Bond yields have risen markedly in recent months. In the US, they began rising last October; in Euro...
Bond yields have risen markedly in recent months. In the US, they began rising last October; in Europe, they began in early February; in Japan, they started only as recently as late May.
The rise in yields has undoubtedly been caused by shifting perceptions about economic growth. The US has now been growing more or less continuously for nine years. The employment market has tightened to the extent that there are actual labour shortages and the trade deficit has ballooned out to record proportions.
However, upward pressure on the domestic price level has been contained both by intense competition from Asia and by the technological revolution that is sweeping the country. Following last year's Asian crisis, the Fed cut rates in order to forestall any systemic problems amongst the US banks. However, unlike in previous episodes, it did not subsequently tighten when the crisis subsided. There has thus been an additional monetary stimulus to an overheating economy and the bond market has taken serious fright.
In Europe, the much-heralded economic recovery has been very slow in materialising. The European central bank accordingly felt obliged to lower interest rates sharply in February in order to provide an offsetting stimulus - just at the point when the economy was probably beginning spontaneously to recover. Meanwhile, in the UK, the Bank of England also continued to reduce interest rates - just as the growth recession started to reverse. Again, the bond markets have taken fright.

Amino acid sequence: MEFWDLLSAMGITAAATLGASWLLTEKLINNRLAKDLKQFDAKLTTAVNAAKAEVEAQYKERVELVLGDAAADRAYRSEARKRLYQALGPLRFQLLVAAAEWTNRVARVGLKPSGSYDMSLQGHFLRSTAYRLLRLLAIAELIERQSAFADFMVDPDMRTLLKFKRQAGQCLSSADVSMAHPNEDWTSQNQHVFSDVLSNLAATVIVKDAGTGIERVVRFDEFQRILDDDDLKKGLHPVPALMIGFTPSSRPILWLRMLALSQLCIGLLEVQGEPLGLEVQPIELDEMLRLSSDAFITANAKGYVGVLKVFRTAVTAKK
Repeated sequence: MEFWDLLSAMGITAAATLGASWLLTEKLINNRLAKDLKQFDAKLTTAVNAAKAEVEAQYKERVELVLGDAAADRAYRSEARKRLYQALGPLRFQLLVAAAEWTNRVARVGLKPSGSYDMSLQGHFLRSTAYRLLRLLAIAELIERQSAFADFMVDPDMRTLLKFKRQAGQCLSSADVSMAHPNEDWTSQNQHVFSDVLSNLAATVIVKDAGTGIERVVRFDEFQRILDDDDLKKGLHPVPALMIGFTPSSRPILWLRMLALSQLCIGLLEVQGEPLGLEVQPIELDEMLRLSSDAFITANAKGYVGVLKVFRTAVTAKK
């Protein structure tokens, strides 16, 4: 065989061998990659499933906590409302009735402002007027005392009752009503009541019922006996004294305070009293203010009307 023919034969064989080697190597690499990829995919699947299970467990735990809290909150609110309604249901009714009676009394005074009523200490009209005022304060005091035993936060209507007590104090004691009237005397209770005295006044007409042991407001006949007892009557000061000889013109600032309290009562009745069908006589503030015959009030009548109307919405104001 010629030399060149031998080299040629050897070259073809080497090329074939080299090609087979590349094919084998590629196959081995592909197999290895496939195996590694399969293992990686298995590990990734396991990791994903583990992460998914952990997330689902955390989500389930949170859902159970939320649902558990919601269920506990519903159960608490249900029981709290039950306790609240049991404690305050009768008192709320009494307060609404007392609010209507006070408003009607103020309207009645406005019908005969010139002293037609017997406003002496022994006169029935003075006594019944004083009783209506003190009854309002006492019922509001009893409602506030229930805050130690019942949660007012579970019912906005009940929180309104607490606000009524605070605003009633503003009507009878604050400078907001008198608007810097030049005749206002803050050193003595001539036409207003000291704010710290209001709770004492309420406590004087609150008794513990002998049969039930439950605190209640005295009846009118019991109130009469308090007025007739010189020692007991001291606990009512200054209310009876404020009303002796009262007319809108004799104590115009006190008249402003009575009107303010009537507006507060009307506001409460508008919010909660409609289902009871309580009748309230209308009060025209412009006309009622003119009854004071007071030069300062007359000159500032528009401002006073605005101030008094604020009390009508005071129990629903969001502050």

Finally, in Japan, the massive fiscal stimulus that has been cumulatively applied to the economy in the last two years finally began to impact on growth in the first quarter. Furthermore, the Bank of Japan - which has kept short-term interest rates virtually at zero in order to protect the integrity of the beleaguered domestic banking system - now has the problem of adjusting interest rates without aborting the recovery. Inevitably, it will be slow to react - and the bond market is beginning to worry about the resulting overstimulation.
Some of the fears are well founded. Commodity prices have bounced, led by oil. Bond markets fear that, because prices of industrial goods are being restrained by surplus capacity in Asia, the authorities may err by being late in responding to economic recovery.
Nevertheless, it is arguable that the bond markets have now become too concerned about inflationary pressures. In the US, the Fed has finally increased interest rates by 0.25% to 5%, thereby signalling some degree of determination to address the problem. In the UK, the futures market is now anticipating a rise in short-term interest rates to more than 7% by early 2001. In continental Europe, the core economies are only in the early stages of the recovery so bond markets now offer value.
Furthermore, there is the effect of demography. The 'Baby-Boom' generation is already nearing its maximum propensity to spend. Older boomers already have a revealed preference for income over capital growth and the time is arriving when this pressure will intensify. Logically, they should switch from equities to bonds. This makes an extended bear market in bonds increasingly unlikely.
Tony Plummer is a fund manager at Investec Guinness Flight
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